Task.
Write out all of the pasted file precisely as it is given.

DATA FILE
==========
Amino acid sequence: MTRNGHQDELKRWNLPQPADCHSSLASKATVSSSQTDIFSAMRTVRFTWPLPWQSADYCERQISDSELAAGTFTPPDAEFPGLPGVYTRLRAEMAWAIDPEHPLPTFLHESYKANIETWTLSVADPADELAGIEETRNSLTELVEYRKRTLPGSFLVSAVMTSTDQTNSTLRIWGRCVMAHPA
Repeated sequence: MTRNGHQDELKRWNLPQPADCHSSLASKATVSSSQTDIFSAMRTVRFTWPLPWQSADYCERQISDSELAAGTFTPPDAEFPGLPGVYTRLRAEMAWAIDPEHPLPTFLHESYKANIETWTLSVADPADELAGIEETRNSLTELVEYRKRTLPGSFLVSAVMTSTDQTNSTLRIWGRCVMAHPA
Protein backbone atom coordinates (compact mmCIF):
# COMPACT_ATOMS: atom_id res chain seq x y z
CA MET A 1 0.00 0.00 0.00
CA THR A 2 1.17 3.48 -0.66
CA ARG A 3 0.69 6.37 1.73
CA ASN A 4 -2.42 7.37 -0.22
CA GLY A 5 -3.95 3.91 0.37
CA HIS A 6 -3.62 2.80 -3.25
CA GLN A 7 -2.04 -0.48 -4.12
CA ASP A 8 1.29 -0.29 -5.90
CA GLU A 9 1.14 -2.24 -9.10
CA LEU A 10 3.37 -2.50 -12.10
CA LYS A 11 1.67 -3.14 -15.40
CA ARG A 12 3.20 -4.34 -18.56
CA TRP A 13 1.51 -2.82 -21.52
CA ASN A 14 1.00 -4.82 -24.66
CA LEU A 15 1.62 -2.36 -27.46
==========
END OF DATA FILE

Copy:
Amino acid sequence: MTRNGHQDELKRWNLPQPADCHSSLASKATVSSSQTDIFSAMRTVRFTWPLPWQSADYCERQISDSELAAGTFTPPDAEFPGLPGVYTRLRAEMAWAIDPEHPLPTFLHESYKANIETWTLSVADPADELAGIEETRNSLTELVEYRKRTLPGSFLVSAVMTSTDQTNSTLRIWGRCVMAHPA
Repeated sequence: MTRNGHQDELKRWNLPQPADCHSSLASKATVSSSQTDIFSAMRTVRFTWPLPWQSADYCERQISDSELAAGTFTPPDAEFPGLPGVYTRLRAEMAWAIDPEHPLPTFLHESYKANIETWTLSVADPADELAGIEETRNSLTELVEYRKRTLPGSFLVSAVMTSTDQTNSTLRIWGRCVMAHPA
Protein backbone atom coordinates (compact mmCIF):
# COMPACT_ATOMS: atom_id res chain seq x y z
CA MET A 1 0.00 0.00 0.00
CA THR A 2 1.17 3.48 -0.66
CA ARG A 3 0.69 6.37 1.73
CA ASN A 4 -2.42 7.37 -0.22
CA GLY A 5 -3.95 3.91 0.37
CA HIS A 6 -3.62 2.80 -3.25
CA GLN A 7 -2.04 -0.48 -4.12
CA ASP A 8 1.29 -0.29 -5.90
CA GLU A 9 1.14 -2.24 -9.10
CA LEU A 10 3.37 -2.50 -12.10
CA LYS A 11 1.67 -3.14 -15.40
CA ARG A 12 3.20 -4.34 -18.56
CA TRP A 13 1.51 -2.82 -21.52
CA ASN A 14 1.00 -4.82 -24.66
CA LEU A 15 1.62 -2.36 -27.46